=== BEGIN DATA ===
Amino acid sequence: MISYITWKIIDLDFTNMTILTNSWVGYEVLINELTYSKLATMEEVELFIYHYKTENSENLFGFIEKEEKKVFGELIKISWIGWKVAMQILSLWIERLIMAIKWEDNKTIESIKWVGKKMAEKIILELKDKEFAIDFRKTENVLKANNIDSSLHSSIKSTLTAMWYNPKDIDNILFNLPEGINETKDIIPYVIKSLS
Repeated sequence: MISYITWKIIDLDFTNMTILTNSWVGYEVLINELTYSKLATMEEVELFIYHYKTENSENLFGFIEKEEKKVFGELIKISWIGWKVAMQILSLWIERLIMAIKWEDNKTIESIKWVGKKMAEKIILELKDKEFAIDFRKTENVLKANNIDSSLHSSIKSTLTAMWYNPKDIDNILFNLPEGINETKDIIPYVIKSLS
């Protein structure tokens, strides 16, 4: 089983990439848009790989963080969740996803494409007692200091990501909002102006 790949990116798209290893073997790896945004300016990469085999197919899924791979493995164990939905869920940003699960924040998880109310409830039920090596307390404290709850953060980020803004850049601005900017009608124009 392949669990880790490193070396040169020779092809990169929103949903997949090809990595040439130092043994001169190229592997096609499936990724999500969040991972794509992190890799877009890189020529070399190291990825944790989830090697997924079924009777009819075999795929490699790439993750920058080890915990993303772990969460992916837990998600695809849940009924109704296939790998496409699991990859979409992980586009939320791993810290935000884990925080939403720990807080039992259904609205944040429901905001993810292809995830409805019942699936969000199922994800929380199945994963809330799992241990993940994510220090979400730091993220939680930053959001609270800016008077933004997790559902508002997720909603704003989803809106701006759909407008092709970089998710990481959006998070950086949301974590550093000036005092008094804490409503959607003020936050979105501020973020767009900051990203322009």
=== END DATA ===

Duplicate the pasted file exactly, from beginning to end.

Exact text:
Amino acid sequence: MISYITWKIIDLDFTNMTILTNSWVGYEVLINELTYSKLATMEEVELFIYHYKTENSENLFGFIEKEEKKVFGELIKISWIGWKVAMQILSLWIERLIMAIKWEDNKTIESIKWVGKKMAEKIILELKDKEFAIDFRKTENVLKANNIDSSLHSSIKSTLTAMWYNPKDIDNILFNLPEGINETKDIIPYVIKSLS
Repeated sequence: MISYITWKIIDLDFTNMTILTNSWVGYEVLINELTYSKLATMEEVELFIYHYKTENSENLFGFIEKEEKKVFGELIKISWIGWKVAMQILSLWIERLIMAIKWEDNKTIESIKWVGKKMAEKIILELKDKEFAIDFRKTENVLKANNIDSSLHSSIKSTLTAMWYNPKDIDNILFNLPEGINETKDIIPYVIKSLS
């Protein structure tokens, strides 16, 4: 089983990439848009790989963080969740996803494409007692200091990501909002102006 790949990116798209290893073997790896945004300016990469085999197919899924791979493995164990939905869920940003699960924040998880109310409830039920090596307390404290709850953060980020803004850049601005900017009608124009 392949669990880790490193070396040169020779092809990169929103949903997949090809990595040439130092043994001169190229592997096609499936990724999500969040991972794509992190890799877009890189020529070399190291990825944790989830090697997924079924009777009819075999795929490699790439993750920058080890915990993303772990969460992916837990998600695809849940009924109704296939790998496409699991990859979409992980586009939320791993810290935000884990925080939403720990807080039992259904609205944040429901905001993810292809995830409805019942699936969000199922994800929380199945994963809330799992241990993940994510220090979400730091993220939680930053959001609270800016008077933004997790559902508002997720909603704003989803809106701006759909407008092709970089998710990481959006998070950086949301974590550093000036005092008094804490409503959607003020936050979105501020973020767009900051990203322009």